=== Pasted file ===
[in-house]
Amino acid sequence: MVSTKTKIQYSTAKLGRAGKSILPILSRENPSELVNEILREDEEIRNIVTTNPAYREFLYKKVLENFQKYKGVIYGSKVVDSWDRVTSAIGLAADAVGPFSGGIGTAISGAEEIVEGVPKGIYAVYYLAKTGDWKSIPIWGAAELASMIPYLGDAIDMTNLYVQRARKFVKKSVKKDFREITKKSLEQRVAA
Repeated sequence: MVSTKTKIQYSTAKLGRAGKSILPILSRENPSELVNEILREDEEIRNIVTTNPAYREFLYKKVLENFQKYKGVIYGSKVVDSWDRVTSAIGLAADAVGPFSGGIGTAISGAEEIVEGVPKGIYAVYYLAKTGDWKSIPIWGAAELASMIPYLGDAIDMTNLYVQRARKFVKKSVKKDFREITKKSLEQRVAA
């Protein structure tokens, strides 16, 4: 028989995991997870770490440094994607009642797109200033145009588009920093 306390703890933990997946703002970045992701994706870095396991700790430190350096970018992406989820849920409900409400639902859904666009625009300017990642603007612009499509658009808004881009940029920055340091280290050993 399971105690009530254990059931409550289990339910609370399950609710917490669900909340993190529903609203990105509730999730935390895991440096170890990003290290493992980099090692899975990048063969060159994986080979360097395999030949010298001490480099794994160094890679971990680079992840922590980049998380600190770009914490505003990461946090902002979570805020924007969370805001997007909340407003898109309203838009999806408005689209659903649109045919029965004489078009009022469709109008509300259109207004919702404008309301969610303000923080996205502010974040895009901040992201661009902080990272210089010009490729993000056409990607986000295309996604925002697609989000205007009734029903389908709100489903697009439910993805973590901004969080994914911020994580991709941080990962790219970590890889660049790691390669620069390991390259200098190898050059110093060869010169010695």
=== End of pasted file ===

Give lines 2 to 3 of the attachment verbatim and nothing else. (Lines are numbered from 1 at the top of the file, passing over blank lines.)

Amino acid sequence: MVSTKTKIQYSTAKLGRAGKSILPILSRENPSELVNEILREDEEIRNIVTTNPAYREFLYKKVLENFQKYKGVIYGSKVVDSWDRVTSAIGLAADAVGPFSGGIGTAISGAEEIVEGVPKGIYAVYYLAKTGDWKSIPIWGAAELASMIPYLGDAIDMTNLYVQRARKFVKKSVKKDFREITKKSLEQRVAA
Repeated sequence: MVSTKTKIQYSTAKLGRAGKSILPILSRENPSELVNEILREDEEIRNIVTTNPAYREFLYKKVLENFQKYKGVIYGSKVVDSWDRVTSAIGLAADAVGPFSGGIGTAISGAEEIVEGVPKGIYAVYYLAKTGDWKSIPIWGAAELASMIPYLGDAIDMTNLYVQRARKFVKKSVKKDFREITKKSLEQRVAA